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Antibacterial Efficacy of Manuka Honey against New Delhi Metallo-β-Lactamase Producing Gram Negative Bacteria Isolated from Blood Cultures

Antibacterial Efficacy of Manuka Honey against New Delhi Metallo-β-Lactamase Producing Gram Negative Bacteria Isolated from Blood Cultures

Muhammad Usman Qamar1, 2, Sidrah Saleem1, Usman Arshad1, Muhammad Farhan Rasheed3, Hasan Ejaz4, Naveed Shahzad5 and Shah Jahan6,*

1Department of Microbiology, University of Health Sciences, Lahore, Pakistan
2Department of Microbiology, Faculty of Life Sciences, Government College University, Faisalabad, Pakistan
3Department of Pathology, Allama Iqbal Medical College, Lahore, Pakistan
4Department of Pathology, The Children’s Hospital and The Institute of Child Health, Lahore, Pakistan
5School of Biological Sciences, University of the Punjab, Lahore, Pakistan
6Department of Immunology, University of Health Sciences, Lahore, Pakistan

*      Corresponding author: shahjahan@uhs.edu.pk

ABSTRACT

New Delhi metallo-β-lactamase (NDM-1) producing bacteria being responsible for multiple ailments, pose serious threat to human health. The NDM infections are constantly increasing worldwide particularly in sub-continent including Pakistan. These bacteria show resistance to wide range of broad spectrum antibiotics leaving the treatment options limited. Manuka honey is traditionally used for medical purposes including remedy of bacterial infection. However, scientific evidences for its antimicrobial effects particularly against NDM-1 producing bacteria are lacking. In addition to antibiotic profiling, the present study aimed at determining the in vitro anti- bacterial activity of Manuka honey against NDM-1 producing clinical isolates of Pakistan. A total of five carbapenem resistant bacterial species; E. coli, K. pneumoniae, E. cloacae, A. baumannii and P. aeruginosa, were isolated and identified using VITEK 2 compact system. Carbapenamase and metallo-β-lactamase (MBL) production by these isolates was confirmed by modified Hodge’s test and disc potentiation method, respectively. The blaNDM-1genewas amplified by PCR and sequenced. MIC of different antibiotics were determined by VITEK 2 system and antibacterial activity, MIC and MBC of manuka honey was performed by agar well diffusion assay and microbroth dilution assay respectively. All isolates (n=5) were carbapenamase and MBL producers andNDM-1 gene carrier. These isolates displayed significant resistance against commonly used antibiotics including carbapenem and colistin proved to be most effective drug. Manuka honey manifested significant antibacterial activity against all test isolates with almost similar zone of inhibition (7.4mm) except E. cloacae. Highest MIC and MBC of manuka honey was observed against K. pneumoniae (30%v/v) while lowest against A. baumannii (20%v/v). Here, we conclude that Manuka honey possess potent antibacterial activity and might be used as an alternative treatment option against NDM-1 producing bacterial species. However, further clinical trials are mandatory to corroborate our initial findings.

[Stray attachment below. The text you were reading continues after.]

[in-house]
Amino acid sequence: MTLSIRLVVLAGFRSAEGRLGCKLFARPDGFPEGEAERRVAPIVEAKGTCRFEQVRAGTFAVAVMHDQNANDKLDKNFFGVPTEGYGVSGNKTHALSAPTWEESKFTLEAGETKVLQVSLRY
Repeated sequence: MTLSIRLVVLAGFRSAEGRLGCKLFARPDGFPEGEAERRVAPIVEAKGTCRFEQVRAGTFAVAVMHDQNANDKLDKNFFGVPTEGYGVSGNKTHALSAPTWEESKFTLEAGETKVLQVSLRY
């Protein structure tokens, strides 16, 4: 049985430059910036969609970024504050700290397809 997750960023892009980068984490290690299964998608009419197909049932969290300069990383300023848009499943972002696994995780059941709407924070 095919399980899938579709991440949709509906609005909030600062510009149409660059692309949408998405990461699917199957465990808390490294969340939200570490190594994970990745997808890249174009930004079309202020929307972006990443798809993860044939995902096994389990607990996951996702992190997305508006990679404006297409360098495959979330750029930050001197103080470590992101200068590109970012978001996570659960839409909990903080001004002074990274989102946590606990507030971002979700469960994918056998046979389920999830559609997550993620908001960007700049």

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Pakistan Journal of Zoology (Associated Journals)

October

Vol. 49, Iss. 5, Pages 1547-1936

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